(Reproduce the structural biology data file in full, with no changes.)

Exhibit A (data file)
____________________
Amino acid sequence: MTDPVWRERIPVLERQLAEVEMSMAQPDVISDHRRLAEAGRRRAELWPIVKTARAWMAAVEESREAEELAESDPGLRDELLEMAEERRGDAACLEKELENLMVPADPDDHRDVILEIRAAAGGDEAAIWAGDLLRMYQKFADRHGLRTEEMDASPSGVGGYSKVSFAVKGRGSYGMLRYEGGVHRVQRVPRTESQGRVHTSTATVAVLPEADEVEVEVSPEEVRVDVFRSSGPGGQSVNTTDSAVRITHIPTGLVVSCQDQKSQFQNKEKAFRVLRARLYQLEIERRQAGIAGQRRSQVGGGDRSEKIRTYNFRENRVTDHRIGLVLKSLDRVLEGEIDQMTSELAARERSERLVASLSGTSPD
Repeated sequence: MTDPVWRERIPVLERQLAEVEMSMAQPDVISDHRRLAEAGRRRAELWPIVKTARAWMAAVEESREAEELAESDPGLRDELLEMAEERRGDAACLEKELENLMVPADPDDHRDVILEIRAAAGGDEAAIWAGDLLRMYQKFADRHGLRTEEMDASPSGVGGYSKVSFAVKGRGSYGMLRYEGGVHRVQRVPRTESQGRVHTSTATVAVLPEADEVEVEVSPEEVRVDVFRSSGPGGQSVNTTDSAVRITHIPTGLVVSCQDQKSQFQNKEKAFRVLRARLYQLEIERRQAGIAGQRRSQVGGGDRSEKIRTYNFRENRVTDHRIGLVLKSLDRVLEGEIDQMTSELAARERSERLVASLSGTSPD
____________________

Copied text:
Amino acid sequence: MTDPVWRERIPVLERQLAEVEMSMAQPDVISDHRRLAEAGRRRAELWPIVKTARAWMAAVEESREAEELAESDPGLRDELLEMAEERRGDAACLEKELENLMVPADPDDHRDVILEIRAAAGGDEAAIWAGDLLRMYQKFADRHGLRTEEMDASPSGVGGYSKVSFAVKGRGSYGMLRYEGGVHRVQRVPRTESQGRVHTSTATVAVLPEADEVEVEVSPEEVRVDVFRSSGPGGQSVNTTDSAVRITHIPTGLVVSCQDQKSQFQNKEKAFRVLRARLYQLEIERRQAGIAGQRRSQVGGGDRSEKIRTYNFRENRVTDHRIGLVLKSLDRVLEGEIDQMTSELAARERSERLVASLSGTSPD
Repeated sequence: MTDPVWRERIPVLERQLAEVEMSMAQPDVISDHRRLAEAGRRRAELWPIVKTARAWMAAVEESREAEELAESDPGLRDELLEMAEERRGDAACLEKELENLMVPADPDDHRDVILEIRAAAGGDEAAIWAGDLLRMYQKFADRHGLRTEEMDASPSGVGGYSKVSFAVKGRGSYGMLRYEGGVHRVQRVPRTESQGRVHTSTATVAVLPEADEVEVEVSPEEVRVDVFRSSGPGGQSVNTTDSAVRITHIPTGLVVSCQDQKSQFQNKEKAFRVLRARLYQLEIERRQAGIAGQRRSQVGGGDRSEKIRTYNFRENRVTDHRIGLVLKSLDRVLEGEIDQMTSELAARERSERLVASLSGTSPD